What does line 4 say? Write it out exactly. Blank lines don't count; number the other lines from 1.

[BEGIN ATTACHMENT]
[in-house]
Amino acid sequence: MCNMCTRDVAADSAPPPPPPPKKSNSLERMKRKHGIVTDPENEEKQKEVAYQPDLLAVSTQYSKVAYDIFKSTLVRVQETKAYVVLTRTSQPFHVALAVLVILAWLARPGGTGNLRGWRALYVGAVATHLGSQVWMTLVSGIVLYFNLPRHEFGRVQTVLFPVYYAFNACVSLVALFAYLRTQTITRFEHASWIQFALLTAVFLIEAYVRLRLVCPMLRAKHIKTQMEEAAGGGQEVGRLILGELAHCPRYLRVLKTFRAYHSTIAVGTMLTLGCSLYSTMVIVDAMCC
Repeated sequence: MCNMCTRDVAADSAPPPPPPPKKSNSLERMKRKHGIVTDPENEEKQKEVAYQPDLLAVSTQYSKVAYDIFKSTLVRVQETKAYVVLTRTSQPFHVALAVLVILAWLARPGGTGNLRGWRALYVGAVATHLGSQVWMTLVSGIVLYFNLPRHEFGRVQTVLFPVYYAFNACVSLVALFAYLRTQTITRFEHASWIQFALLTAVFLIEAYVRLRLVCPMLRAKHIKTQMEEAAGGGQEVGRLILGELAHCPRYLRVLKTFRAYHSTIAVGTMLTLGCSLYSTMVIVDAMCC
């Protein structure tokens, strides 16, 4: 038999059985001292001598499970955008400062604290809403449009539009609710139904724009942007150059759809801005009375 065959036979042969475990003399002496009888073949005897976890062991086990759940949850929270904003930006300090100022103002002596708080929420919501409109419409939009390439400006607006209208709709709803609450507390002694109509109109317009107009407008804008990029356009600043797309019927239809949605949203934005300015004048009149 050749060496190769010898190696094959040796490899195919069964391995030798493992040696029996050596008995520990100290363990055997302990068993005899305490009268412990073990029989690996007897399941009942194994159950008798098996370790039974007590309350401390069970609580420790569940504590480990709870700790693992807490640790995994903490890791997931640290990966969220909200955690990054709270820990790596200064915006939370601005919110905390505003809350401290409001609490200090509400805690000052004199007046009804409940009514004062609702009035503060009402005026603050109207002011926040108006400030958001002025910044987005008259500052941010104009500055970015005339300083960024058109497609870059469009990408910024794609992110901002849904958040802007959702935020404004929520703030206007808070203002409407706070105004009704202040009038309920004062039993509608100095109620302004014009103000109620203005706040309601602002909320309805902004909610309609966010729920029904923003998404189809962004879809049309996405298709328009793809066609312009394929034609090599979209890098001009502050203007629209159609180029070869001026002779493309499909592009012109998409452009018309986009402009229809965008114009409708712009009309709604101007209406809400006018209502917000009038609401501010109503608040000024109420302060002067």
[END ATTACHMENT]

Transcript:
């Protein structure tokens, strides 16, 4: 038999059985001292001598499970955008400062604290809403449009539009609710139904724009942007150059759809801005009375 065959036979042969475990003399002496009888073949005897976890062991086990759940949850929270904003930006300090100022103002002596708080929420919501409109419409939009390439400006607006209208709709709803609450507390002694109509109109317009107009407008804008990029356009600043797309019927239809949605949203934005300015004048009149 050749060496190769010898190696094959040796490899195919069964391995030798493992040696029996050596008995520990100290363990055997302990068993005899305490009268412990073990029989690996007897399941009942194994159950008798098996370790039974007590309350401390069970609580420790569940504590480990709870700790693992807490640790995994903490890791997931640290990966969220909200955690990054709270820990790596200064915006939370601005919110905390505003809350401290409001609490200090509400805690000052004199007046009804409940009514004062609702009035503060009402005026603050109207002011926040108006400030958001002025910044987005008259500052941010104009500055970015005339300083960024058109497609870059469009990408910024794609992110901002849904958040802007959702935020404004929520703030206007808070203002409407706070105004009704202040009038309920004062039993509608100095109620302004014009103000109620203005706040309601602002909320309805902004909610309609966010729920029904923003998404189809962004879809049309996405298709328009793809066609312009394929034609090599979209890098001009502050203007629209159609180029070869001026002779493309499909592009012109998409452009018309986009402009229809965008114009409708712009009309709604101007209406809400006018209502917000009038609401501010109503608040000024109420302060002067």